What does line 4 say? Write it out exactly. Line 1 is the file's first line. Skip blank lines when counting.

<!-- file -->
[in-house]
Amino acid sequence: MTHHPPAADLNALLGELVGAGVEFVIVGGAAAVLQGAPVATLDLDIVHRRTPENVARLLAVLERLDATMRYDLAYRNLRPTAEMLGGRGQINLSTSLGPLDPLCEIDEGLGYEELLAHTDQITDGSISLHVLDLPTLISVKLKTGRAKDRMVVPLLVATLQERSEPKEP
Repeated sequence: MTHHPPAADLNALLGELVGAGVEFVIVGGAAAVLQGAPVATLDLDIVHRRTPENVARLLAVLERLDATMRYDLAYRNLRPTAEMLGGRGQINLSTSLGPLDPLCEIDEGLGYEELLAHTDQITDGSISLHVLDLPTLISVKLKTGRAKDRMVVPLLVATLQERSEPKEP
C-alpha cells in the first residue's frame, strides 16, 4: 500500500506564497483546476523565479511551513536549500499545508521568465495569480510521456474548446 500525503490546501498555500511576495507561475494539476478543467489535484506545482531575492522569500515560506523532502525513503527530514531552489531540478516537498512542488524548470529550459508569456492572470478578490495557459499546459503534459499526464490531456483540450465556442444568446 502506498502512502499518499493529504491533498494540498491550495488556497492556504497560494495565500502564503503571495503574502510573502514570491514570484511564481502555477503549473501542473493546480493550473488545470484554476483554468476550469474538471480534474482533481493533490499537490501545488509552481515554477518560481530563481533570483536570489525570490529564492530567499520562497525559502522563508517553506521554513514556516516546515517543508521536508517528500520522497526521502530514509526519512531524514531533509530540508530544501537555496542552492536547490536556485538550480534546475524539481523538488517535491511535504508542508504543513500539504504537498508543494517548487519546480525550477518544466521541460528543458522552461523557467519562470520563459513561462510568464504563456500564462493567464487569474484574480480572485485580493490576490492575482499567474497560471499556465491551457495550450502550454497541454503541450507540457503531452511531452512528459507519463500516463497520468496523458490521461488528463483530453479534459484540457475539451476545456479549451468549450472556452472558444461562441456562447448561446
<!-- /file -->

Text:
C-alpha cells in the first residue's frame, strides 16, 4: 500500500506564497483546476523565479511551513536549500499545508521568465495569480510521456474548446 500525503490546501498555500511576495507561475494539476478543467489535484506545482531575492522569500515560506523532502525513503527530514531552489531540478516537498512542488524548470529550459508569456492572470478578490495557459499546459503534459499526464490531456483540450465556442444568446 502506498502512502499518499493529504491533498494540498491550495488556497492556504497560494495565500502564503503571495503574502510573502514570491514570484511564481502555477503549473501542473493546480493550473488545470484554476483554468476550469474538471480534474482533481493533490499537490501545488509552481515554477518560481530563481533570483536570489525570490529564492530567499520562497525559502522563508517553506521554513514556516516546515517543508521536508517528500520522497526521502530514509526519512531524514531533509530540508530544501537555496542552492536547490536556485538550480534546475524539481523538488517535491511535504508542508504543513500539504504537498508543494517548487519546480525550477518544466521541460528543458522552461523557467519562470520563459513561462510568464504563456500564462493567464487569474484574480480572485485580493490576490492575482499567474497560471499556465491551457495550450502550454497541454503541450507540457503531452511531452512528459507519463500516463497520468496523458490521461488528463483530453479534459484540457475539451476545456479549451468549450472556452472558444461562441456562447448561446